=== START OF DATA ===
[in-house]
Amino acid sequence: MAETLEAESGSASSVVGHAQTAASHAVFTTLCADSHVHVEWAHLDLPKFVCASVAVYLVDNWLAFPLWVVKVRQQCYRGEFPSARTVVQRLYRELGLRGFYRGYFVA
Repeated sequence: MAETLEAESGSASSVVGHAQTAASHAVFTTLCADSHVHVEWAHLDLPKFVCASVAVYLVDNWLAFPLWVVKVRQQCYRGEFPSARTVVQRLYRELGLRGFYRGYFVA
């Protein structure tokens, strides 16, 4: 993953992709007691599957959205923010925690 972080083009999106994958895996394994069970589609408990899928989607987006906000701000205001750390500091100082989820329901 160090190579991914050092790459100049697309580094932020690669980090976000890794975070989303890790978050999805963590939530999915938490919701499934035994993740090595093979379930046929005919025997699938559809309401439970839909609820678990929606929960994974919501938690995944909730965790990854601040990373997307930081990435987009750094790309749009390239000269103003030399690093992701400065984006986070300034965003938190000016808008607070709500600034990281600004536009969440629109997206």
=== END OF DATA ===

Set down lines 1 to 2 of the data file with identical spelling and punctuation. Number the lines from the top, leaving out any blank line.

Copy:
[in-house]
Amino acid sequence: MAETLEAESGSASSVVGHAQTAASHAVFTTLCADSHVHVEWAHLDLPKFVCASVAVYLVDNWLAFPLWVVKVRQQCYRGEFPSARTVVQRLYRELGLRGFYRGYFVA